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Nobby Rising: Nobby, as Norman O. Brown's friends called him, pushed to resurrect the human body--with all its erotic urges freely expressed.

Apocalypse Now

A new book about radical UCSC philosopher Norman O. Brown sheds light on the Freudian scholar of the Dionysian apocalypse

By Mike Connor

Properly, we should read for power. Man reading should be man intensely alive. The book should be a ball of light in one's hand. --Ezra Pound

Commencement Day addresses are often boring affairs, but two exceptions spring to mind. The first--a short story by Delmore Schwartz called "The Commencement Day Address," in which an old history professor confronts the student populace with pessimistic sentiments and a machine gun--is fictional, so it doesn't count.

The second is also written down, but was a real speech, delivered 45 years ago to graduating members of the prestigious Phi Beta Kappa Society at Columbia University on May 31, 1960. The speaker was a brilliant classics professor named Norman O. Brown, or N.O.B. (or "Nobby" if you were his friend, colleague or student), who was already famous for Life Against Death: The Psychoanalytical Meaning of History. Published in 1959, Brown's wildly subversive book was the first in a three-part series that would span more than 30 years.

Not that context is necessary to appreciate the shocking quality of Brown's speech, which was titled "Apocalypse: The Place of Mystery in the Life of the Mind," and indicated from its very beginning that Brown was functioning outside of the framework of tradition, and obeying a different, esoteric set of rules. "I didn't know whether I should appear before you," began Brown; "there is a time to speak and a time to be silent. ... It is because I think mind is at the end of its tether that I would be silent. It is because I think there is a way out--a way down and out ... that I will speak."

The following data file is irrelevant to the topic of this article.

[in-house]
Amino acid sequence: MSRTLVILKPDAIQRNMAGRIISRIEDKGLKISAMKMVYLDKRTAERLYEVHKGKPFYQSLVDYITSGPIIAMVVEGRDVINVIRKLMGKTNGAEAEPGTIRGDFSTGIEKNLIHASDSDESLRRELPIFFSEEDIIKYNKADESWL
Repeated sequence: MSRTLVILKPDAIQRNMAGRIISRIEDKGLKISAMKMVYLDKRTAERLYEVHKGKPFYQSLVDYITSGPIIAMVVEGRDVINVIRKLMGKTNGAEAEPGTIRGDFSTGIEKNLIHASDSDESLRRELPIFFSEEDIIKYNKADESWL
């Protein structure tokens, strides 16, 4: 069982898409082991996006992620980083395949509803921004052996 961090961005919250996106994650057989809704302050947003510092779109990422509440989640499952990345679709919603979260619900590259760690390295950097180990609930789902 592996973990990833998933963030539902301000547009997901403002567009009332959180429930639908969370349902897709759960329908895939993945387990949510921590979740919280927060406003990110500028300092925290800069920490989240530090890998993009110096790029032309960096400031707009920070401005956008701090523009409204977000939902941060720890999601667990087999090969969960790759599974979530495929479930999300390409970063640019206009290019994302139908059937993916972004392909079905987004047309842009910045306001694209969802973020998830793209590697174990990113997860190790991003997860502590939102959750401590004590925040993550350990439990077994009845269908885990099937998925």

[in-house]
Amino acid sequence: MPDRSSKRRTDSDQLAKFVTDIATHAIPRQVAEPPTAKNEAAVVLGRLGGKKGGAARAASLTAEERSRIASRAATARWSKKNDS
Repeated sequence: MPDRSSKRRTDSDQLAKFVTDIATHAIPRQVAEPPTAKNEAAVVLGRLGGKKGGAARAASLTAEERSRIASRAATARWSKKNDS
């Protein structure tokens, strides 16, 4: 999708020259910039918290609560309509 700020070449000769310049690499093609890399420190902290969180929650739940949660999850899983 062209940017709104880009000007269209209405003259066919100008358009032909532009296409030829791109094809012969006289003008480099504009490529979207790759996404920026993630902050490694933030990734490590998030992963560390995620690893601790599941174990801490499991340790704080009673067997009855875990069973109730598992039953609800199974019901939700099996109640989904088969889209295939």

Continuing with a breath of comic air--"I can guess what some of you are thinking--his mind is at the end of its tether"--the often playful Brown quickly turned a corner: "Our real choice is between holy and unholy madness: open your eyes and look around you--madness is in the saddle anyhow."

Seemingly out of nowhere, Brown deemed Freud as the measure of unholy madness and Nietzche the prophet of holy madness, "of Dionysus, the mad truth." He also indicted the new culture of academia with a quote from Ralph Waldo Emerson's Phi Beta Kappa address.

"The sacredness which attaches to the act of creation," said Emerson, 123 years earlier, "is transferred to the record. Instantly the book becomes noxious: the guide is a tyrant ... Colleges are built upon it. Meek young men grow up in libraries. Here instead of Man Thinking we have the bookworm."

This, to a bunch of bookworms.

The turn away from Freud, and away from man as bookworm, represented more than just cheap shots at college kids and their books. Brown was frank with his audience, giving them not necessarily what they wanted or expected, but rather, giving them useful tools they might need. He urged, even taunted them, to fight against the tyranny of science.

"The great equalizers dispensed by the scientific method are the tools, those analytical tools," said Brown. "But fools with tools are still fools, and don't let your Phi Beta Kappa key fool you. Tibetan prayer wheels are another way of arriving at the same result: the degeneration of mysticism into mechanism--so that any fool can do it."

Ultimately, Brown aligned himself with the politically incorrect (and inherently undemocratic) position that the order established by scientific analysis, by the wealth of ideas in libraries, must come second to that which can only be learned from the Dionysian spirit.

"It is possible to be mad and to be unblest, but it is not possible to get the blessing without the madness; it is not possible to get the illuminations without the derangement," said Brown. "And so there comes a time--I believe we are in such a time, when civilization has to be renewed by the discovery of new mysteries, by the undemocratic but sovereign power of the imagination, by the undemocratic power which makes poets the unacknowledged legislators of mankind, the power which makes all things new."